It is time to start believing in the Orlando Magic’s defense

The Orlando Magic wanted to build an elite defense with their offseason. It has taken time for things to come together. But the defense looks real.





Frank Vogel’s reputation preceded him.

When the Orlando Magic brought him in, it was to force the defensive identity Rob Hennigan had preached from the very beginning of the rebuild. With cap room to spend, the Magic proceeded to remake their roster in that image — acquiring Serge Ibaka and Bismack Biyombo and seeking out versatility in someone like Jeff Green and even D.J. Augustin.

Vogel had built top-10 defenses in Indiana with several different personnel groups. Reshaping this team with veterans to add to some young players with defensive potential, the Magic believed he could work his (um) magic on this group.

The results early were poor.

Orlando gave up tons of dribble penetration, points in the paint and second-chance opportunities. The Magic were reeling defensively, sinking to the bottom of the league nearly a week ago.

A small lineup tweak and six games later, the Magic had risen to the middle of the pack in the league in defensive rating. There were signs the defense was perking up.

But that was against the Utah Jazz without George Hill, the Indiana Pacers with a still hobbled Paul George, the New Orleans Pelicans without Anthony Davis and the Dallas Mavericks without Dirk Nowitzki or any NBA-familiar point guards. Those seemed like hollow victories, even though the Magic held most of those opponents to less than 90 points and gave themselves every chance to win.

There remained skepticism about just how good the Magic’s defense was. Especially since Orlando could not blow out New Orleans or Dallas and lost big to Indiana despite the strong defense.

Monday’s 93-89 loss to the Milwaukee Bucks at BMO Harris Bradley Center might very well be the statement defensive game. The Magic’s defense is not a figment of anyone’s imagination. It is strong, together and stifling. Allowing 93 points should be more than enough to win more often than not.

In other words, the Orlando Magic’s defense is legitimate. It is something the team can ably rely on now. It has become their staple and their identity. The backstop when things go wrong for the team or when they cannot score.

The Magic may not be able to win games playing defense alone, but they can certainly stay in a game because of what their defense can do.

Against the Bucks on Monday, the Magic posted a 91.0 defensive rating. It is in line with their defensive play of late.

Since making the lineup change against the Jazz, the Magic have posted a 94.0 defensive rating, the best mark in the league in that time.

Milwaukee is not the strongest offensive team. But still to hold a team down that much and post such a strong mark is a good sign the defense has more than turned a corner.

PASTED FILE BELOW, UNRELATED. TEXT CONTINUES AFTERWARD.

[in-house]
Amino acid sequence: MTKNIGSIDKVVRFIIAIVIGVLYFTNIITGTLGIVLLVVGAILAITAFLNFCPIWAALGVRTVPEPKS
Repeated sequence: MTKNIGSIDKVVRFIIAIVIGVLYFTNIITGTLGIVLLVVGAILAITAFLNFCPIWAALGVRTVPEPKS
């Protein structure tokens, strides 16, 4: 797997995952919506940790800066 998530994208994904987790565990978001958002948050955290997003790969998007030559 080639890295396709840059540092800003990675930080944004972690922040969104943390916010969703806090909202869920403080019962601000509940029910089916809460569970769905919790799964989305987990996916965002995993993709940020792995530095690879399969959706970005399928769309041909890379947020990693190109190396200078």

It was not even just that the Magic locked down the Bucks, it was their strategy in doing so.

Elfrid Payton was feisty with Matthew Dellavedova. He recorded three steals in the game, but harassed him throughout the game, keeping him out of the paint, digging down into the post for steals and preventing him from initiating the offense.

Serge Ibaka had defensive duties on Jabari Parker. Until Parker got hot from beyond the arc, Ibaka was hanging back and letting him shoot. That was a sound strategy considering Parker is shooting 31.3 percent from the floor.

Jeff Green did much the same with Giannis Antetokounmpo. He laid off him, inviting him to drive or shoot, guiding him into the teeth of the defense where Ibaka or even Nikola Vucevic was waiting. And then the Magic sprang back to the 3-point line and closed out the Bucks shooters.

Milwaukee shot a 45.3 percent effective field goal percentage for the game and 40.7 percent shooting. The Bucks made just 8 of 29 3-pointers. That is some pretty strong defense from the Magic no matter how anyone wants to slice it.

Where Orlando showed some weakness was in transition. After missed shots and turnovers — 19 of them in the first half alone — the Bucks got out in transition and beat the Magic as they organized their defense. Milwaukee got 27 fast break points.

When Orlando did not get its defense set, the team found itself in trouble. There are still moments of miscommunication for the team, particularly in these moments. The Bucks’ best offense was in transition. It was how they first took the lead in the second quarter.

In the half court, they found it incredibly difficult to score. Other teams are finding it difficult too.

Serge Ibaka has rounded into form after struggling early in the season. He recorded three blocks in Monday’s game in addition to his solid perimeter defense. Bismack Biyombo is still lurking around the paint too, changing shots when he does not block them.

The Magic still have a lot to clean up. They always do.

Vogel will likely tell anyone who asks about the defense’s improvement that the Magic still have a long way to go. And, in some ways, they do.

The defense does not create the same fast break opportunities as the Bucks were able to get. The offense is still a long ways away and that puts even more stress on the defense.

The Magic’s defense had to be perfect down the stretch and they still made critical mistakes that cost them the game — Ibaka committed a needless foul contesting a Parker 3-pointers as the shot clock expired, the ensuing free throws made it a two-possession game with less than a minute to play.

But Orlando’s defense is putting the team in position to win, no matter the competition. The Magic have stood tall because of their defense. They have turned their season around, in some ways, because of their defense.

They have finally found their identity. And the defense has taken firm root for the Magic.

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